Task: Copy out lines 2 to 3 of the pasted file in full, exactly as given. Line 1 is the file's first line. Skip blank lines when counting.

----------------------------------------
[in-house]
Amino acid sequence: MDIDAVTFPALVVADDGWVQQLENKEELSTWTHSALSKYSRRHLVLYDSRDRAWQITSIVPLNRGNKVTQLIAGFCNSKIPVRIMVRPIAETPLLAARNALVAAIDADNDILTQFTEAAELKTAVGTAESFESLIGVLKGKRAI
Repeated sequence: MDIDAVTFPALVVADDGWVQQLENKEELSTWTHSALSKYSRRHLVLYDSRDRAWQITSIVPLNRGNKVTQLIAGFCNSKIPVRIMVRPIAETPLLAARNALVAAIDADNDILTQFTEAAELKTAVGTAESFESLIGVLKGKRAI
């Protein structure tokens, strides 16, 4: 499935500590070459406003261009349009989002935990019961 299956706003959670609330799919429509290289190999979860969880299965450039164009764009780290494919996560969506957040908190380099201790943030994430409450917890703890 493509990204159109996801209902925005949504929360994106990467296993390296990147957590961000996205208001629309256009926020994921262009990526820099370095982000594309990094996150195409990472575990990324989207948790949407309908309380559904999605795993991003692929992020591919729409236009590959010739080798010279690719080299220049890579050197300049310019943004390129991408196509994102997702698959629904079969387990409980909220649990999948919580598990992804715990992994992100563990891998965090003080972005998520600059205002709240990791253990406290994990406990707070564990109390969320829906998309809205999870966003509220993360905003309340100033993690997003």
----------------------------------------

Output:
Amino acid sequence: MDIDAVTFPALVVADDGWVQQLENKEELSTWTHSALSKYSRRHLVLYDSRDRAWQITSIVPLNRGNKVTQLIAGFCNSKIPVRIMVRPIAETPLLAARNALVAAIDADNDILTQFTEAAELKTAVGTAESFESLIGVLKGKRAI
Repeated sequence: MDIDAVTFPALVVADDGWVQQLENKEELSTWTHSALSKYSRRHLVLYDSRDRAWQITSIVPLNRGNKVTQLIAGFCNSKIPVRIMVRPIAETPLLAARNALVAAIDADNDILTQFTEAAELKTAVGTAESFESLIGVLKGKRAI